Sugar House

From Humble Beginnings to High-Value Instruments: Sugarhouse Violin Journey

As home to one of five major luthier schools in the country, Salt Lake City boasts at least half a dozen local shops offering custom instruments and restoration services.


Jordan Hess holds a $24,000 violin aloft by the neck, like a popsicle. It’s not actually a $24,000 violin … yet. First the bare, white-looking wood needs to get colorized with a red oxidizing solution. After that dries, he’ll coat it with another solution to “activate it,” and then it’ll go under an ultraviolet light to turn it “hopefully old-colored,” Hess says. 

“It’s like going to a salon to get a tan, except it’s wood.”

Hess is the owner of Sugarhouse Violins. As he talks, Hess never stops working. His hands are in constant movement, slathering the watery red solution generously over the violin with what looks like an ordinary paint brush from a hardware store. After the colorizing treatment it will get lacquered and delivered to the buyer who commissioned it.

Jordan Hess at work on a violin. Photo by Marco Leavitt.

Not yet 30 years old, Hess is an an up and coming maker in the field, with a backlog, generally, of anywhere from six to 35 instruments. Among his past buyers are the Los Angeles concert violinist Christian Fatu and Yefim Romanov, first assistant concertmaster of the Florida Orchestra. Much of his clientele are music conservatory students.

“I’m still at a price point where they can afford me,” says Hess, who is unfailingly modest.

Of winning a “Certificate of Tone” award from the Violin Society of America last fall, Hess attributes his accomplishment to happenstance. Some 430 violins were evaluated during the competition, which is only held every other year. More than 21 countries were represented.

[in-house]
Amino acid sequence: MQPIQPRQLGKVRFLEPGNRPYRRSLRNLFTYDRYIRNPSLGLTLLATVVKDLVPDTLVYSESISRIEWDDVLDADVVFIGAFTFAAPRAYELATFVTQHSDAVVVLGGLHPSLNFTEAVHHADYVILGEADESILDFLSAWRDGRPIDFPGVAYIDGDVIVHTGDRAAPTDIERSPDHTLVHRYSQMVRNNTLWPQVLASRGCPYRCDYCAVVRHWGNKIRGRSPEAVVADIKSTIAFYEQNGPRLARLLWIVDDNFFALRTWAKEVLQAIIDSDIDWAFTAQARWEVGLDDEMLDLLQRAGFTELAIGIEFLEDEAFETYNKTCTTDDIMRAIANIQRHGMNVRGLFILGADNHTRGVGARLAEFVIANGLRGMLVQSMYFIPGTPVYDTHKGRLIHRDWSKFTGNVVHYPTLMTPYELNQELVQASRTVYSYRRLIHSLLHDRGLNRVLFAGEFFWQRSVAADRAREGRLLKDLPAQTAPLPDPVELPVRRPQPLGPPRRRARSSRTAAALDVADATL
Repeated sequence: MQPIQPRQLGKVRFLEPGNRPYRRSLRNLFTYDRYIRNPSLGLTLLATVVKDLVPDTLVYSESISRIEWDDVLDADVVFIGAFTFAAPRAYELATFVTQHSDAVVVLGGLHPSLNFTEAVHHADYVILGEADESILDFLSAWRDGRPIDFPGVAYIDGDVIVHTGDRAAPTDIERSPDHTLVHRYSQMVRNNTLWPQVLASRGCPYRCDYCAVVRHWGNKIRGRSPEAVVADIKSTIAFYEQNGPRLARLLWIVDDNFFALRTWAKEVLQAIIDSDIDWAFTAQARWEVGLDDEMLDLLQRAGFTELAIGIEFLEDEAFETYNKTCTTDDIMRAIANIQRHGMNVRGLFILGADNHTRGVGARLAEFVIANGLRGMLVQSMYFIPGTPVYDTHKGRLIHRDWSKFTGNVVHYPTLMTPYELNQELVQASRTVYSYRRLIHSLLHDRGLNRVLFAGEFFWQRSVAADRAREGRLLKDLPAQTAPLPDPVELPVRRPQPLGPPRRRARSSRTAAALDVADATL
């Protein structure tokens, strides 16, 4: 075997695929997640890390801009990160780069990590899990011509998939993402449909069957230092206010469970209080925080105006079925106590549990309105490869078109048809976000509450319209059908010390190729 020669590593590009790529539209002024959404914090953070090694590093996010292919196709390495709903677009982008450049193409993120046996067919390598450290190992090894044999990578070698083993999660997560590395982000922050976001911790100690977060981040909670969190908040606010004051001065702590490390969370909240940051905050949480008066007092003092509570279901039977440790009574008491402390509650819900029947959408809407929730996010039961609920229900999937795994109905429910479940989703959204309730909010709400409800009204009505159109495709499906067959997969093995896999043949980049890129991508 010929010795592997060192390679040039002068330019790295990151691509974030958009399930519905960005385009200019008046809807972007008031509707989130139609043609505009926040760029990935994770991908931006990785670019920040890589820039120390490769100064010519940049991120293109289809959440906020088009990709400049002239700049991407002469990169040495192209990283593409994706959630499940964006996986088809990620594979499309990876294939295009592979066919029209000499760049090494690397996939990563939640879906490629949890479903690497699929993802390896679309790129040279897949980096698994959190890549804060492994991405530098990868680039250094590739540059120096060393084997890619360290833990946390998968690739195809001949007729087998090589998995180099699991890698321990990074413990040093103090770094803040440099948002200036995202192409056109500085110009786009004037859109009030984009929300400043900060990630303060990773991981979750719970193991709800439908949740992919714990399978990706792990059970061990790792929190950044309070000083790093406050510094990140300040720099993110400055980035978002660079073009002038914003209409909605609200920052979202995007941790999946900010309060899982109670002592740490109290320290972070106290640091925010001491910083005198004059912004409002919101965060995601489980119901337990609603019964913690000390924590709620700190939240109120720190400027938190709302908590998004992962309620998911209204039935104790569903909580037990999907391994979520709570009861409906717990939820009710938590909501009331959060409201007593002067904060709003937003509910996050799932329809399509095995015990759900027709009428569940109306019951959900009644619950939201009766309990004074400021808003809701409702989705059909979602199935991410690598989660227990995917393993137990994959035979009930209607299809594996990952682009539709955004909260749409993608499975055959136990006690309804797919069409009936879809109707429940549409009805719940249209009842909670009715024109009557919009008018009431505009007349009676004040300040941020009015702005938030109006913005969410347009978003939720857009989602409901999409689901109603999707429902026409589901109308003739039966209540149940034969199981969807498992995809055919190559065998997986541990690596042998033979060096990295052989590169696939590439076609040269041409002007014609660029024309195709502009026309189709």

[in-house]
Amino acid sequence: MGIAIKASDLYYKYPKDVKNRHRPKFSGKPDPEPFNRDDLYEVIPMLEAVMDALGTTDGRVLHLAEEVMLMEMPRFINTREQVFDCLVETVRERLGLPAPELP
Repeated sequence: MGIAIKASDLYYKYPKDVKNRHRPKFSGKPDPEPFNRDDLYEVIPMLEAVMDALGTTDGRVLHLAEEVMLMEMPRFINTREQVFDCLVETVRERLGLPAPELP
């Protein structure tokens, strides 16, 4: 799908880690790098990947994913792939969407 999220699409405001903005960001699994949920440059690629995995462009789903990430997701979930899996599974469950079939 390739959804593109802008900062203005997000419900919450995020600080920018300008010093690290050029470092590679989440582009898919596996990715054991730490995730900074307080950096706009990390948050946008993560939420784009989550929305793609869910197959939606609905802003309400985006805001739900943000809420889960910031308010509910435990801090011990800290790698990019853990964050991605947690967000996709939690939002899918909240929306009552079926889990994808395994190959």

“Realistically, the instruments that the judges look at right after they’ve had a break and some food score really well,” says Hess. “So I lucked out.”

The humility feels genuine. To be in demand in such a crowded market is obviously quite an accomplishment. As home to one of five major luthier schools in the country, Salt Lake City boasts at least half a dozen local shops offering custom instruments and restoration services, and the Violin Making School of America is well-known. Hess attended the school himself before leaving to take an apprenticeship with renowned luthier John Young.

“He’s just an amazing teacher. That opened a ton of doors and helped me get to a placewhere I could continue learning on my own without having someone standing there helping me out,” Hess recalls.

At that point, Hess was making about 20 to 25 instruments a year, and was able to finance opening the shop, which needed to be renovated. Being a woodworker was a helpful skill.

Working with wood has been a life-long passion for Hess, who says he started building a sailboat at the age of nine while growing up in Indiana. By age 12, he was helping a neighbor with a small wooden aircraft. At 14, he made his first, unsuccessful attempt at building a violin. Once the strings were tensioned, it basically blew up, Hess recalls. “It’s a pile of bits now.”

After his father took Hess to a violin shop for advice, they suggested he hang around and learn. It just snowballed from there.

In order to keep the revenue flowing, Hess has turned much of his effort into restoring, where final payment is guaranteed. Sometimes customers will commission a piece and then end up not buying it. With restoration work, clients can be counted on to pay to get their instrument back, and as the business has grown, he has employees and obligations.

He just hired his first-full time restorer. Another maker, Hannah Fenn, also works out of the shop. Fenn, herself a seventh generation maker of German heritage, apprenticed with Hess for two years. The shop also has two other part-time employees.

Worm damage on a violin Hess is restoring. Photo courtesy of Jordan Hess.

Hess switches his attention to an 18th century instrument he is restoring. The violin, which was made by Nicolò Gagliano, was eaten by worms about 100 to 150 years ago, according to Hess. Now, the previous worm-fill repairs are starting to fall out and Hess is examining the violin under a microscope. A replacement piece of wood will have to be carved in the exact shape of the hole and fitted.

A single hole can take days to repair. So far, Hess and his team have put in about 1,000 hours into this one violin. Hess wouldn’t say what the violin is valued at, but in March of this year London-based auction house Ingles & Hayday reportedly sold another Nicolò Gagliano violin for $221,556.

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